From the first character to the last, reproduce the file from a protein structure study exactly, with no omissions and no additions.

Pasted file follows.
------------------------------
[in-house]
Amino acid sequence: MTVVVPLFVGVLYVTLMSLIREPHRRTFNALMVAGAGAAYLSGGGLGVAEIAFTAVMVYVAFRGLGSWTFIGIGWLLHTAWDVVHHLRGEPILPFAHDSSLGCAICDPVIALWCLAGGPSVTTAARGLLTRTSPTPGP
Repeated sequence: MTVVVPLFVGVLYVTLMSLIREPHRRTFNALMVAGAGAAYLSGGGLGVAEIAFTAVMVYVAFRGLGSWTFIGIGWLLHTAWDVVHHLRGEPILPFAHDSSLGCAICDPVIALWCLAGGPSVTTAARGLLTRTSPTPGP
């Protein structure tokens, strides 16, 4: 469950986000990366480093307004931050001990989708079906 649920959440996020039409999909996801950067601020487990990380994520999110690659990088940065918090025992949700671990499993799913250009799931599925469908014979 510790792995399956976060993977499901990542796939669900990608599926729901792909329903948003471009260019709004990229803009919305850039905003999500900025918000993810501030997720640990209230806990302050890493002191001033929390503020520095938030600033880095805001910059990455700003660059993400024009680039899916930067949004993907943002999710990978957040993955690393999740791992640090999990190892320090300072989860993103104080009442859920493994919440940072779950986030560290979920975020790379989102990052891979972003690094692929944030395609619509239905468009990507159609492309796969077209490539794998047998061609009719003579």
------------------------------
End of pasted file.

[in-house]
Amino acid sequence: MTVVVPLFVGVLYVTLMSLIREPHRRTFNALMVAGAGAAYLSGGGLGVAEIAFTAVMVYVAFRGLGSWTFIGIGWLLHTAWDVVHHLRGEPILPFAHDSSLGCAICDPVIALWCLAGGPSVTTAARGLLTRTSPTPGP
Repeated sequence: MTVVVPLFVGVLYVTLMSLIREPHRRTFNALMVAGAGAAYLSGGGLGVAEIAFTAVMVYVAFRGLGSWTFIGIGWLLHTAWDVVHHLRGEPILPFAHDSSLGCAICDPVIALWCLAGGPSVTTAARGLLTRTSPTPGP
């Protein structure tokens, strides 16, 4: 469950986000990366480093307004931050001990989708079906 649920959440996020039409999909996801950067601020487990990380994520999110690659990088940065918090025992949700671990499993799913250009799931599925469908014979 510790792995399956976060993977499901990542796939669900990608599926729901792909329903948003471009260019709004990229803009919305850039905003999500900025918000993810501030997720640990209230806990302050890493002191001033929390503020520095938030600033880095805001910059990455700003660059993400024009680039899916930067949004993907943002999710990978957040993955690393999740791992640090999990190892320090300072989860993103104080009442859920493994919440940072779950986030560290979920975020790379989102990052891979972003690094692929944030395609619509239905468009990507159609492309796969077209490539794998047998061609009719003579």